SportAmerica at Large

Knicks’ owner James Dolan keeps finding ways to make a bad situation worse

Politicians and pundits alike speak out against man who uses facial recognition to keep ‘enemies’ out of Madison Square Garden

New York Knicks owner James Dolan is widely unpopular among fans, pundits and local politicians. Photograph: Tim Clayton/Corbis via Getty Images

Kerry Conlon volunteered to chaperone her nine-year-old daughter’s Girl Scouts troop to Radio City Music Hall to see the Rockettes’ Christmas Spectacular, a staple of the holiday season in these parts. Having had their tickets scanned, Conlon had just passed through the metal detector when security pulled her aside and requested her to produce ID. The venue’s facial recognition software had identified her as an attorney with New Jersey-based law firm Davis, Saperstein and Salomon, and she was asked to leave the premises immediately. She had to wait outside in the rain for her child until the show was over.

Alexis Majano arrived at Madison Square Garden with a group of friends on their way to watch the New York Knicks entertain the Boston Celtics, the best team in the NBA. He was on an escalator when a man in a suit stepped across his path, asked him his name and told him the manager wanted a chat. Then, a security guard wearing a body cam hovered into view, warned Majano he was being recorded, and began firing questions about his career as a lawyer for Sahn Ward Braff Koblenz on Long Island. When he confirmed his name and occupation, he was escorted off the premises. No marquee basketball game for him.

There have been other cases of attorneys turning up to watch the Knicks or the New York Rangers hockey team and getting unceremoniously ejected before reaching their seats. Their crime is a simple one. They all work for companies currently involved in litigation with Madison Square Garden Entertainment, owners of the self-proclaimed “world’s most famous arena” and Radio City Music Hall. They have all fallen victim to the paranoid whims of James Dolan, the CEO who inherited the Garden and all its ancillary businesses from his father in 1999.

In a peculiarly Orwellian development, Dolan has opted to deploy facial recognition technology to wage war on his perceived enemies. Biometric identifier information helps to pick out fans working for firms with whom his own outfit is involved in legal squabbles and they get prevented from watching matches or shows for which they have bought tickets. It doesn’t matter if they have never worked on the specific cases involving MSG, just that they are employed by companies that have filed suits.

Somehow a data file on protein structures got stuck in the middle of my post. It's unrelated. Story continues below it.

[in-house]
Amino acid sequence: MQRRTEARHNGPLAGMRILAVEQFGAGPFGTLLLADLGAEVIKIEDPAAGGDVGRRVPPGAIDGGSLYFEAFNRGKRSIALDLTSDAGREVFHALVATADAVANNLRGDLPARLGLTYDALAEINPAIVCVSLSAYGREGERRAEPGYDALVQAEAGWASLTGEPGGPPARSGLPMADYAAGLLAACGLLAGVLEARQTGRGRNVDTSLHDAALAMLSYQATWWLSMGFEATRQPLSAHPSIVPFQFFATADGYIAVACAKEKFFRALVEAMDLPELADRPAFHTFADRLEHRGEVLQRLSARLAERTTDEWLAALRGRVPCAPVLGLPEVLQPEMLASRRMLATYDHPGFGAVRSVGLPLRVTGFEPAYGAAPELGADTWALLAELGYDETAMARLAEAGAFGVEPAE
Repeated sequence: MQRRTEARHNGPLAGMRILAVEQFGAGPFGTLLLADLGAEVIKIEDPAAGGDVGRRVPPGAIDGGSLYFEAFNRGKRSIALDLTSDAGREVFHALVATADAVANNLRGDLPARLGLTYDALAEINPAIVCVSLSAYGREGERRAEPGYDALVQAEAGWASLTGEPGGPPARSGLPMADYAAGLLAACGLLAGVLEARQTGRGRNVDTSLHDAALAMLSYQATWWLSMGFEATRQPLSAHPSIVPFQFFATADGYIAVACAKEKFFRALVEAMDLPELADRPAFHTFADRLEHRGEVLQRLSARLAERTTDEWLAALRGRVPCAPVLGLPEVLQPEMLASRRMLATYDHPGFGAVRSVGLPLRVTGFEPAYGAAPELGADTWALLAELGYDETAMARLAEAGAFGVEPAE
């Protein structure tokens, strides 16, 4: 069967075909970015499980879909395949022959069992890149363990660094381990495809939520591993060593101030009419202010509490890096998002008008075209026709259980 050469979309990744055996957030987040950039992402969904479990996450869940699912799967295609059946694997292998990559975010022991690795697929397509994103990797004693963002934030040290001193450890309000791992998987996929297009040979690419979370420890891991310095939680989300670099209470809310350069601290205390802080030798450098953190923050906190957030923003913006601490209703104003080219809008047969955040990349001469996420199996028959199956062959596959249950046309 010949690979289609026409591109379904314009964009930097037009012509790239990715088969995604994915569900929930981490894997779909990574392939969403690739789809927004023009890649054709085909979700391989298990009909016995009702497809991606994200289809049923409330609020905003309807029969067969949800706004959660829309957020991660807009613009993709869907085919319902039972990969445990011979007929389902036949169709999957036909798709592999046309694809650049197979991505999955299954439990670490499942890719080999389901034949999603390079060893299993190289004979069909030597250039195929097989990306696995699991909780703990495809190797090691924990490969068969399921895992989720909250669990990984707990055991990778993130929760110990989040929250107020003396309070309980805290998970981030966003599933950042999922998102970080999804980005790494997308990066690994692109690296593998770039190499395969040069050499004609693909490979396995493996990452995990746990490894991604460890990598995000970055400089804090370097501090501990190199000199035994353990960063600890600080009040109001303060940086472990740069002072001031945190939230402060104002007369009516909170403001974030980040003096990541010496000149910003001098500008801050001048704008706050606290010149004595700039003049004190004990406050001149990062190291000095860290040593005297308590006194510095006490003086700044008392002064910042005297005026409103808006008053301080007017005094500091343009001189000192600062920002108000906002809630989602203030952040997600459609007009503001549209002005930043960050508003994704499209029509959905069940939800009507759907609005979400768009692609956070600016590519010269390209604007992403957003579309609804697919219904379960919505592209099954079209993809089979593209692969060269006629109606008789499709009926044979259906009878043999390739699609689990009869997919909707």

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“People say, ‘You’re so sensitive, you shouldn’t defend yourself’,” said Dolan. “Its like something out of The Godfather – like, ‘It’s only business’. The Garden has to defend itself.”

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This is the latest episode to bolster Dolan’s hard-won reputation as the worst owner in professional sports. A competitive enough category but nobody has achieved less with more than this guy. If the Knicks make the play-offs this year, it will be just the second time in a decade and most won’t fancy their chances of getting past the Philadelphia 76ers in their projected first round clash. His time in charge has been hallmarked by mismanagement off the court, mediocrity on it, and recurring scandals. Through it all he’s paid himself a tidy $25 million a year, his exorbitant salary just one more reason die-hard fans (even those allowed into the arena) resent him so much that an ESPN pundit last week casually described him as “a cancer”.

Whether engaging in constant warfare with local media, waging petty vendettas against retired players who dare to criticise his dysfunctional regime, or alienating rabid fans like Spike Lee, Dolan brazens out every shameful episode from his prominent courtside seat. Nobody likes him. He doesn’t care. Evincing the grudge-bearing of Donald Trump, the thin skin of Elon Musk, and the tone deafness of Richie Rich, this is the character who once infamously fired a female employee for reporting that she’d been sexually harassed by the Knicks head coach. A dismissal that later cost the corporation $12 million in compensation.

“James Dolan is the poster child of privilege, as someone who inherited his wealth and receives an annual $43 million tax break from New Yorkers,” said New York State Senator Brad Hoylman-Sigal. “New York shouldn’t allow petty tyrants to impose their warped fantasies on the public while reaping millions each year from taxpayer subsidies. I’m grateful to both the New York State Attorney General and the Manhattan District Attorney for launching inquiries into Dolan’s vindictive business practices intended to silence his critics.”

With political pressure mounting, Dolan tried some typically ham-fisted damage limitation last week with an appearance on Fox’s New York television station. As usual, he made a bad situation worse, threatening to go to war with the state’s liquor licensing authority and to stop selling beer at his venues to turn fans against politicians. After that spawned more criticism, he went on WFAN sports talk radio where, even when being soft-soaped by a couple of pals, he came across as a curious amalgam of sinister, petulant, and childish. Remember, this is somebody so clueless he once wrote a song about how guilty he felt about the crimes of his good friend Harvey Weinstein.

Readers of a certain age might remember Ivor Lott, the spoilt rich kid whose misadventures were once chronicled in the Buster comic. Every time Lott tried to one-up and outspend his more content rival, the mendicant Tony Broke, his plan backfired, inevitably making him look like an entitled idiot and perennial loser. Imagine Ivor running your favourite sports teams and the city’s most esteemed venue. New Yorkers don’t have to.